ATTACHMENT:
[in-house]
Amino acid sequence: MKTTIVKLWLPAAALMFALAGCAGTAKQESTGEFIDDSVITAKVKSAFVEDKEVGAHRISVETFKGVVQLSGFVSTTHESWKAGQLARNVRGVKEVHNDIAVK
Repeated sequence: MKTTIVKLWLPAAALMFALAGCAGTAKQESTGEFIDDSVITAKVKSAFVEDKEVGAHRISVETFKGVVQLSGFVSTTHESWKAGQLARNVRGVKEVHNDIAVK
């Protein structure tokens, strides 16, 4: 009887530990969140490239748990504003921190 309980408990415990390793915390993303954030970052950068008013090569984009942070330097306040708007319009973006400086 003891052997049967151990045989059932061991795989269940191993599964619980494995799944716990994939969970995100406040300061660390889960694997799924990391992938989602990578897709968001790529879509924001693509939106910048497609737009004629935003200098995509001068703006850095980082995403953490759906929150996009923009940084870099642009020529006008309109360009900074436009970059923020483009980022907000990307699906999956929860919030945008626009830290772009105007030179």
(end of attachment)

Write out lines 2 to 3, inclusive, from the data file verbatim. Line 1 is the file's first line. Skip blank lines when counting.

Amino acid sequence: MKTTIVKLWLPAAALMFALAGCAGTAKQESTGEFIDDSVITAKVKSAFVEDKEVGAHRISVETFKGVVQLSGFVSTTHESWKAGQLARNVRGVKEVHNDIAVK
Repeated sequence: MKTTIVKLWLPAAALMFALAGCAGTAKQESTGEFIDDSVITAKVKSAFVEDKEVGAHRISVETFKGVVQLSGFVSTTHESWKAGQLARNVRGVKEVHNDIAVK